Shot teen's friend questions Taliban concern

Former New Zealand Prime Minister and top United Nations official Helen Clark meets Malala Yousafzai after the schoolgirl addressed the United Nations last week.
Former New Zealand Prime Minister and top United Nations official Helen Clark meets Malala Yousafzai after the schoolgirl addressed the United Nations last week.

A teenager wounded alongside the campaigning schoolgirl Malala Yousafzai has condemned the Pakistan Taliban's letter of regret as a "pack of lies".

Kainat Riaz, 16, said the letter - in which Adnan Rasheed, a notorious terrorist, said he had wanted to warn Malala against criticising the movement out of "brotherly" concern - was nothing more than a public relations stunt.

"There's no truth that writer Adnan Rasheed is shocked at Malala's attack," she said. "The Taliban consider her a great enemy and what has been described in the letter is a pack of lies."

The four-page letter, which surfaced on Thursday, claimed that the Tehreek-e-Taliban Pakistan did not oppose education for girls and that Malala was attacked because she was running a smear campaign against the group.

Rasheed, who escaped from prison last year, drafted the letter after Malala addressed the United Nations last week to worldwide acclaim.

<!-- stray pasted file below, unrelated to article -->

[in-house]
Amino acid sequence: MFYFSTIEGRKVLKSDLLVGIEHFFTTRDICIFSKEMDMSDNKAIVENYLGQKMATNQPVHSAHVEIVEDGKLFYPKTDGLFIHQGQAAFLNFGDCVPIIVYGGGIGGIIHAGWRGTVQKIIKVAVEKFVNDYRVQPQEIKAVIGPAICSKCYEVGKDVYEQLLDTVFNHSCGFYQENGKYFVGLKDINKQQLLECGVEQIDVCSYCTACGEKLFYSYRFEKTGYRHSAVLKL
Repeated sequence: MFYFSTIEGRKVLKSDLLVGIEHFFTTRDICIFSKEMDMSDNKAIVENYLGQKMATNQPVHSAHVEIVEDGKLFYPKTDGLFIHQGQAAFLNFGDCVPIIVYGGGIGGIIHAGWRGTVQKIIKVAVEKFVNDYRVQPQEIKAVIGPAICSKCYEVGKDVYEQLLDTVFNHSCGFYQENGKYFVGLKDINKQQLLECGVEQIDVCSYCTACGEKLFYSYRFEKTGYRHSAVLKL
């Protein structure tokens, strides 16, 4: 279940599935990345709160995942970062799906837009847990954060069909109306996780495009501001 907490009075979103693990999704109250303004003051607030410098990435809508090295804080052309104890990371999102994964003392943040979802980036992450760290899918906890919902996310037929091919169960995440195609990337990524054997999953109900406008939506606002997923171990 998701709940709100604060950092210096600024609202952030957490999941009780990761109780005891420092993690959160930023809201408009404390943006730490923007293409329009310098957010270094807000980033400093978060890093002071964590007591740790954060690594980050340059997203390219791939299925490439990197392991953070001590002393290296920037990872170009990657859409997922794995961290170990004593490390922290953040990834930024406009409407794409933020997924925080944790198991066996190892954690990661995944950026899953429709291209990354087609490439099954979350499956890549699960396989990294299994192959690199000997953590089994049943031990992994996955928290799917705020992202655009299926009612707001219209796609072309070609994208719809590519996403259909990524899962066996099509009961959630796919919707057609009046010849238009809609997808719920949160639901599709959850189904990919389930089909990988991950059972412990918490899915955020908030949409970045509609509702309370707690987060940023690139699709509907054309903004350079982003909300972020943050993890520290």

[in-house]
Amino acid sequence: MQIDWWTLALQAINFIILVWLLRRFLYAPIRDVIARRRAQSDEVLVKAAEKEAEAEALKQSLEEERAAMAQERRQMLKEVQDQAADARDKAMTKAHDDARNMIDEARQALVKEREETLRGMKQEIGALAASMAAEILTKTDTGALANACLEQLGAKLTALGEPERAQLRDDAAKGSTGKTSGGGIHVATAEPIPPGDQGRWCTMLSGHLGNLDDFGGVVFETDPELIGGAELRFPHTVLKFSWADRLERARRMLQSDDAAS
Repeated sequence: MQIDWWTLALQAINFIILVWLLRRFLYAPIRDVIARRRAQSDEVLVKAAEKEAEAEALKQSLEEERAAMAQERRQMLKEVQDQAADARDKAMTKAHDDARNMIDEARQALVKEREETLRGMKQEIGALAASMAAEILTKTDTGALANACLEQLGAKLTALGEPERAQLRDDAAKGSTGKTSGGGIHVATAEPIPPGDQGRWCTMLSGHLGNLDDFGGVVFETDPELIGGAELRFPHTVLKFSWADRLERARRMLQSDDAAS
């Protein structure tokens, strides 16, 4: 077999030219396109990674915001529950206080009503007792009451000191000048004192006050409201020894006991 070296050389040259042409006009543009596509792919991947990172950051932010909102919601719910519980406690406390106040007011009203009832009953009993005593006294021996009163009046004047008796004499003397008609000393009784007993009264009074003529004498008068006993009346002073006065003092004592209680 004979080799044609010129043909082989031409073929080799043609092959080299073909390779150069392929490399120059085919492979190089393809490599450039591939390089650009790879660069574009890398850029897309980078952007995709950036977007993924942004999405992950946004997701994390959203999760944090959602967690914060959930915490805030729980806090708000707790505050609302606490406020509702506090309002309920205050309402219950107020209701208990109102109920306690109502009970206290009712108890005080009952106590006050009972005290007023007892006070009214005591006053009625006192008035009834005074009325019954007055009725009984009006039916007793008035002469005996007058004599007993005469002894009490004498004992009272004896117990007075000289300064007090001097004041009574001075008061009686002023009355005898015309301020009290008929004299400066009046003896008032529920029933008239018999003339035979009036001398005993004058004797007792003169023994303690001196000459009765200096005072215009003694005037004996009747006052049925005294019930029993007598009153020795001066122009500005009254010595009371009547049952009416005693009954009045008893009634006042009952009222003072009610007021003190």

He invited her to return to Pakistan but only if she attended a madrassah, an offer dismissed out of hand by those who know her best. "Malala would never come to Pakistan upon the Taliban's invitation and would never seek admission to a Taliban-run seminary," said Kainat, who was wounded in the shoulder as she sat alongside her friend in the school bus.

Malala was shot in her home town of Mingora in the Swat Valley in October last year.

Afrasiab Khattak, a family friend, said Rasheed's letter was in part a threat to Malala and in part an attempt to wrest back the limelight.

"People like him can't tolerate Malala's appearance at the UN and the response she got," he said. "He knows how much this costs their cause so this is damage control."

Mushtari Begum, a student at Khushal Public School, where Malala studied, said her friend would not be intimidated by Taliban threats. Instead, she said, the letter served as a reminder of her values.

- Daily Telegraph UK

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